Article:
Posted by: Mike Ferruggia | July 11, 2009

Clear Your Mind

We need to find time to clear our minds to make room for the source to get in. I have been fortunate for many years that I have not had to gunk up my mind too much with busy work and worries and anxieties and distractions. I was able to stay focused throughout the day, remaining centered, remaining connected. I am finding that my new job is taking up a lot of space in my head, there’s a lot to be done managing a retail store, there’s a lot of new things, I’m building a new team, I’m learning many new things. Where I would have been visualizing tai chi moves in my head, I’m now thinking of scheduling interviews and preparing for corporate visits. My morning is spent thinking when I’ll have time to iron my shirts.

This is the danger most people fall into. If it’s not work, they gunk up their minds with other distractions, keeping us in what buddhism would call the four lower worlds. I’m using my ride to work to chant, nam myoho renge kyo. I used my day off for laundry and tai chi. We’ve got to be diligent to free up the mind for meditation, contemplation, clarity. Pollish the mirror.



  1. The best jobs… it depends what you are measuring them by. I have a friend who was once upon a time a college professor of mine, and sometimes he’d hire me for odd jobs. He was great to work for because he was intelligent, cultured, and had a lot of respect for me. In that sense it was one of the best jobs– comfortable and pleasant. He also paid well, and there were various side benefits. (He is a music professor, and we once had to attend a Yo Yo Ma concert…)

    Those days are long, long ago. Now I’m in Afghanistan, and what’s my job? Actually, I’m a counterinsurgent, when you step back and look at it all. We don’t really think of the job that way, but that’s what it is. I’ve been in Kandahar for over a year, and I’m probably one of the few expats who can say that– it’s a tiny community down here, unlike crowded Kabul.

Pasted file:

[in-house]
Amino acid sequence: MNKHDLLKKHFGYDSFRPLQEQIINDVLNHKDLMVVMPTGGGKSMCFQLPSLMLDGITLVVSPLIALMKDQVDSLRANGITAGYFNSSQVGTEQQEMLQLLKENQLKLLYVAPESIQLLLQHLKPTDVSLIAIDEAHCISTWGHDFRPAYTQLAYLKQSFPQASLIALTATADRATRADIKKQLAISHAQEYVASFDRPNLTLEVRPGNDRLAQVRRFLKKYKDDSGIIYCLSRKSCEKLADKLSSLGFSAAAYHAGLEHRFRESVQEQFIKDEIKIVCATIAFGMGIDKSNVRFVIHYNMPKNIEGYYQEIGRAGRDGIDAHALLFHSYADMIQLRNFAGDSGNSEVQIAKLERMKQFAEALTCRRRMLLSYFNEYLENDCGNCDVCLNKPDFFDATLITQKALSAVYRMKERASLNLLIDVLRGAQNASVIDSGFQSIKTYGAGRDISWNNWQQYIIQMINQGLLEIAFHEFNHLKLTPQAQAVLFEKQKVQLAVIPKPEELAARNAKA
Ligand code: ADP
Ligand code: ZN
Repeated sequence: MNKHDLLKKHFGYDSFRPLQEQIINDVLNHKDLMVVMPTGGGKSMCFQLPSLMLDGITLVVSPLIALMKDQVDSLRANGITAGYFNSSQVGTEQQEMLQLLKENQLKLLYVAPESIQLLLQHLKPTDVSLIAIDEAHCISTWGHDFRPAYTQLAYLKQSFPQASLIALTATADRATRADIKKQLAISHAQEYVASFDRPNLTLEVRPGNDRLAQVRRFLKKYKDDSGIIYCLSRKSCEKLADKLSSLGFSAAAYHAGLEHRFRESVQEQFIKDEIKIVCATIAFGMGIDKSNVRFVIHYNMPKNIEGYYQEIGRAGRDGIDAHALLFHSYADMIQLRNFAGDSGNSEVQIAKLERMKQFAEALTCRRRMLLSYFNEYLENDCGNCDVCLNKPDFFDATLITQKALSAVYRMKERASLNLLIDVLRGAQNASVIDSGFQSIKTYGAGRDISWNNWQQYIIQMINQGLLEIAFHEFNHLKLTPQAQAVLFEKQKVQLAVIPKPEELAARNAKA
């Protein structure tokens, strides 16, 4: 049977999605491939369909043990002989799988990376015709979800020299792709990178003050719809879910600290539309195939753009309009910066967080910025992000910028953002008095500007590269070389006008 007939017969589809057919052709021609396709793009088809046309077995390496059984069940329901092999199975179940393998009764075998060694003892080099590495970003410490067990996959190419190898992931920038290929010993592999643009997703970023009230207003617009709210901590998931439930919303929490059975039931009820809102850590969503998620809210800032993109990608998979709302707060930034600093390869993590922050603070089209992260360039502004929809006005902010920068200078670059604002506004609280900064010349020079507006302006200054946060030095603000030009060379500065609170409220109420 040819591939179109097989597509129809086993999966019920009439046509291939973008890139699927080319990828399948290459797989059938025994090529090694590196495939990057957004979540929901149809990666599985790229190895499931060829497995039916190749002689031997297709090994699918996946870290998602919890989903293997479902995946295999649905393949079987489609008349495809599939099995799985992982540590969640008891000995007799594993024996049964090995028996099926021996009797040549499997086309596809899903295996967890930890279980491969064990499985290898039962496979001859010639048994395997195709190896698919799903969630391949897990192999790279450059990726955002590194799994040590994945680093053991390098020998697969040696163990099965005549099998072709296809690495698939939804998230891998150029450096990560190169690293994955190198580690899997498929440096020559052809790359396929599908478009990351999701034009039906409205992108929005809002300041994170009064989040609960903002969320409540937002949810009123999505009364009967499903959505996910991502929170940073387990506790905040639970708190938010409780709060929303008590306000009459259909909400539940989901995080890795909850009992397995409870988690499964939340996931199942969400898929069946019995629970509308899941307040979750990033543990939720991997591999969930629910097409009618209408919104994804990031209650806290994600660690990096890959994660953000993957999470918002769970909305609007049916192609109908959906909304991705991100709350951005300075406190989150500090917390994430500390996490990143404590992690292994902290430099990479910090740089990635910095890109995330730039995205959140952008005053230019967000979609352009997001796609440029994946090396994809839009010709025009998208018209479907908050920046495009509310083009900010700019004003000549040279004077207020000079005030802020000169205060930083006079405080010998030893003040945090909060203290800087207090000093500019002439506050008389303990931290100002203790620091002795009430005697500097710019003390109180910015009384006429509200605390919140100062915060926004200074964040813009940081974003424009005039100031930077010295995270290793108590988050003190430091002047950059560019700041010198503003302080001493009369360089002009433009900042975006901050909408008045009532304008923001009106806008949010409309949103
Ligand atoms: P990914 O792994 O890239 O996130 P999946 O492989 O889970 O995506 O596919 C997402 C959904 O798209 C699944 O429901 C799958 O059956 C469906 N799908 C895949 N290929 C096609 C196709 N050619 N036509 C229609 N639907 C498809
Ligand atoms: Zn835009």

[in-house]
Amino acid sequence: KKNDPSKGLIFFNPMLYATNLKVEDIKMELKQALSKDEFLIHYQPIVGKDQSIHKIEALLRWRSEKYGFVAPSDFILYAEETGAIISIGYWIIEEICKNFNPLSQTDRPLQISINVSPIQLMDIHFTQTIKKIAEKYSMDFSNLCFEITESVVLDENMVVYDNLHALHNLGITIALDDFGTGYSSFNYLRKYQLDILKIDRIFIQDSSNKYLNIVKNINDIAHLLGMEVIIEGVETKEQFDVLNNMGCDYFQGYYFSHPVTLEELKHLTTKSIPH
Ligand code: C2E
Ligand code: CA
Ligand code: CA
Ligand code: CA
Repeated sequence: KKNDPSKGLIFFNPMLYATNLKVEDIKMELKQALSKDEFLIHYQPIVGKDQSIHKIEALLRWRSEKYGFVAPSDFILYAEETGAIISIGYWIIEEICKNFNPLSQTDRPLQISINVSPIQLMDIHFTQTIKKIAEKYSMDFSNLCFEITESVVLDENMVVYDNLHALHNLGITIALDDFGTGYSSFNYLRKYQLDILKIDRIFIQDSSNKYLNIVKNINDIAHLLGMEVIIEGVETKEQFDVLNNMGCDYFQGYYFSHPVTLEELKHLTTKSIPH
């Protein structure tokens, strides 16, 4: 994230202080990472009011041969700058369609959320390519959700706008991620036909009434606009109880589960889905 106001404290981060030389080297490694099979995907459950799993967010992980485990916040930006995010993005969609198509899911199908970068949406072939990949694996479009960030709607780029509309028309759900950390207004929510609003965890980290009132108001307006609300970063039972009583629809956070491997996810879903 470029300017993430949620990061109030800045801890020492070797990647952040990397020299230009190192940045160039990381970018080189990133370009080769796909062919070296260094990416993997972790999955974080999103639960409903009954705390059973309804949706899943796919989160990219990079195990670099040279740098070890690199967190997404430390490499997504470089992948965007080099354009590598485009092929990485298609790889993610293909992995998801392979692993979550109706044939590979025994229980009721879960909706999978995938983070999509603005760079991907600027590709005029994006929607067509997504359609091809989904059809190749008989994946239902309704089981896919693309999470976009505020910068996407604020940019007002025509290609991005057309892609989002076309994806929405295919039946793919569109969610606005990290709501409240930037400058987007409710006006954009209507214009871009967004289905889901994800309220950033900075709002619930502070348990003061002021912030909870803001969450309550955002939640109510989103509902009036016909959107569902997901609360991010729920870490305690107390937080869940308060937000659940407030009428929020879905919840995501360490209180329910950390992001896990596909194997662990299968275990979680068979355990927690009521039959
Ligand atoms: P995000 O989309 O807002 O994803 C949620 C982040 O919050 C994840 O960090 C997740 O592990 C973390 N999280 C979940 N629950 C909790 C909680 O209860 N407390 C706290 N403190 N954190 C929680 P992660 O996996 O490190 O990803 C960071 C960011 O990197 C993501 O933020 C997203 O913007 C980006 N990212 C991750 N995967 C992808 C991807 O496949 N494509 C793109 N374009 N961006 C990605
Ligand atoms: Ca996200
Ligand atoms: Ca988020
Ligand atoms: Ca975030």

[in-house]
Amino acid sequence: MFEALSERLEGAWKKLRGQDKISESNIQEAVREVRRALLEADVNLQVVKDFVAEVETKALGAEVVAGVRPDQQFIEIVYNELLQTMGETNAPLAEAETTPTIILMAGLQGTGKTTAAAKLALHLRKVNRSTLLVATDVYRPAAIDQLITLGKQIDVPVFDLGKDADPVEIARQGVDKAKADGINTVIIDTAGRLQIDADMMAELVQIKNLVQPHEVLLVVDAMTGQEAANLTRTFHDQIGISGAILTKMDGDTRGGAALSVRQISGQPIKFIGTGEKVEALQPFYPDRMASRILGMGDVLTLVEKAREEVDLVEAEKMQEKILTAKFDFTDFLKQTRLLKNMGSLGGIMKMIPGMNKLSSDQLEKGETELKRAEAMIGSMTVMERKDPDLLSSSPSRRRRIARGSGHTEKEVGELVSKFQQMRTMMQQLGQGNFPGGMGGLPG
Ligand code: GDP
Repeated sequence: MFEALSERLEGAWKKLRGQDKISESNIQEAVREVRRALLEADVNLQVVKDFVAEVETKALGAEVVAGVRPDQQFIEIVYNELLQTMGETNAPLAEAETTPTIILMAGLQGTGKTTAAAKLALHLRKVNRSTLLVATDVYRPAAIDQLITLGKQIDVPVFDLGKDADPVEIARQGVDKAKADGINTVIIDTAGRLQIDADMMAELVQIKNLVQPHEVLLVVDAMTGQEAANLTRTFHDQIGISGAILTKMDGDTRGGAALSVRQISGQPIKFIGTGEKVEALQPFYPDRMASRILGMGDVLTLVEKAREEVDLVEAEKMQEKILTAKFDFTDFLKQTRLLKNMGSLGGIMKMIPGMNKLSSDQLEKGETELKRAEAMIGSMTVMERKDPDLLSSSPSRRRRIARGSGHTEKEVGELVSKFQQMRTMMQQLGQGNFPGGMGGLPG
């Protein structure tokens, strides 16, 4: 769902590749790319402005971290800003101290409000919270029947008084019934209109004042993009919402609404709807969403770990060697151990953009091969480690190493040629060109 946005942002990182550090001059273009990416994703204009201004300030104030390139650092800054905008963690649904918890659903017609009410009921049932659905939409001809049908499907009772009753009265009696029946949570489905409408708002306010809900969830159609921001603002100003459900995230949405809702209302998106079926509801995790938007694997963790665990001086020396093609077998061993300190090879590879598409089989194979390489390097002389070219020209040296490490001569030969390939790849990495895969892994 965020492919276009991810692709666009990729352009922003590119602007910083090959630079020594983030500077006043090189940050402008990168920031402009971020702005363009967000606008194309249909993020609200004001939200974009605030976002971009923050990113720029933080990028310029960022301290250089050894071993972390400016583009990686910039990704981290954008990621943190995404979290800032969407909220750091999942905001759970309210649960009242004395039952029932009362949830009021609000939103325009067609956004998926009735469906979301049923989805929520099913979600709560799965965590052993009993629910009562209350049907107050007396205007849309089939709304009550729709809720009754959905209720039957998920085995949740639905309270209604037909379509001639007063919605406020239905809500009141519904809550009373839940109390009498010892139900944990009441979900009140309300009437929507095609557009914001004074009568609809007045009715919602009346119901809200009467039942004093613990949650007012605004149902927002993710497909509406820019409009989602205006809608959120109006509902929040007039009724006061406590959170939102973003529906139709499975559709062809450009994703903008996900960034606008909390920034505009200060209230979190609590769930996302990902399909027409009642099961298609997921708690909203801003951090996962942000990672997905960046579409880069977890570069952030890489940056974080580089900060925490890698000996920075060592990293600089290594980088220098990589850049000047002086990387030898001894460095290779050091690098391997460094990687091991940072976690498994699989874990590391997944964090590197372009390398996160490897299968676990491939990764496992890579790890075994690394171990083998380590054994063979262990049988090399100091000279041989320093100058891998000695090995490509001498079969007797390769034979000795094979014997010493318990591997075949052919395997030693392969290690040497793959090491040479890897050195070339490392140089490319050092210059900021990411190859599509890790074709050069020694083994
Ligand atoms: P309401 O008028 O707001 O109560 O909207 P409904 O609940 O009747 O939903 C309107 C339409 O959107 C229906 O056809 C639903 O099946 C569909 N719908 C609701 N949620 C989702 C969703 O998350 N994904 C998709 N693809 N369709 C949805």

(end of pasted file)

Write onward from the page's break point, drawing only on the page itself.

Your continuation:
Kabul is totally unlike Kandahar, and even the Afghans in Kabul are profoundly out of touch with how things are down here. As a result, I’m in a position to explain things to my Kabul coworkers from a perspective that they will never have. I understand Kandahar in a way they never will, and Kandahar is probably more representative of Afghanistan as a whole than Kabul is.

    Because of my knowledge of Kandahar, the very small number of others with similar knowledge, and my ability as a writer (such as it is), I’ve managed to get some high-level attention from time to time. Generals, ambassadors, and possibly Hillary Clinton have read stuff I’ve written, and occassionally my own words have come full-circle and reached me again.

    A lot if times I am saying things that they are discovering on their own anyway, but I believe I’m having some small influence. Within my own company I’ve had measurable influence, and there’s been a gradual shift in strategy to the sort of things I’ve been haranguing my Kabul coworkers about for months. Again, because of my knowledge of the place and ability to write somewhat persuasively, I’ve been able to exert an unusual amount of influence. The way we are waging this war– part of that is me.